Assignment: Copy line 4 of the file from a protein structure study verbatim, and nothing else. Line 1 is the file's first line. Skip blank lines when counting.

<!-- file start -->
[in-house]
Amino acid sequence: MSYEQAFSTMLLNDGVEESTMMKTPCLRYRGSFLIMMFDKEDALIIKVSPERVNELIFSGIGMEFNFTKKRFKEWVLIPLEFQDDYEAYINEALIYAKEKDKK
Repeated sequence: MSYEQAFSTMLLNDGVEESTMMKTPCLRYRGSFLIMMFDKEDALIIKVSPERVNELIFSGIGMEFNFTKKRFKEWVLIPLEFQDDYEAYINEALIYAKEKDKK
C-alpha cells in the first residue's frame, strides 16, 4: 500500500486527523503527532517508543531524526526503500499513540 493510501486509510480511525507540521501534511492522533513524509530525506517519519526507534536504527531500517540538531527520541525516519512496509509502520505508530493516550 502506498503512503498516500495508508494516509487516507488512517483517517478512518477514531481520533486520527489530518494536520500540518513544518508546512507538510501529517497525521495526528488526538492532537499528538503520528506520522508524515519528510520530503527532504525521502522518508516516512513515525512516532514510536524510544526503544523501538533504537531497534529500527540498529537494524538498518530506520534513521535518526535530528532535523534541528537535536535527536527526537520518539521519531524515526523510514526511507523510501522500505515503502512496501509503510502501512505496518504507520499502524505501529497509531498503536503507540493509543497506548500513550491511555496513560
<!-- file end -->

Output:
C-alpha cells in the first residue's frame, strides 16, 4: 500500500486527523503527532517508543531524526526503500499513540 493510501486509510480511525507540521501534511492522533513524509530525506517519519526507534536504527531500517540538531527520541525516519512496509509502520505508530493516550 502506498503512503498516500495508508494516509487516507488512517483517517478512518477514531481520533486520527489530518494536520500540518513544518508546512507538510501529517497525521495526528488526538492532537499528538503520528506520522508524515519528510520530503527532504525521502522518508516516512513515525512516532514510536524510544526503544523501538533504537531497534529500527540498529537494524538498518530506520534513521535518526535530528532535523534541528537535536535527536527526537520518539521519531524515526523510514526511507523510501522500505515503502512496501509503510502501512505496518504507520499502524505501529497509531498503536503507540493509543497506548500513550491511555496513560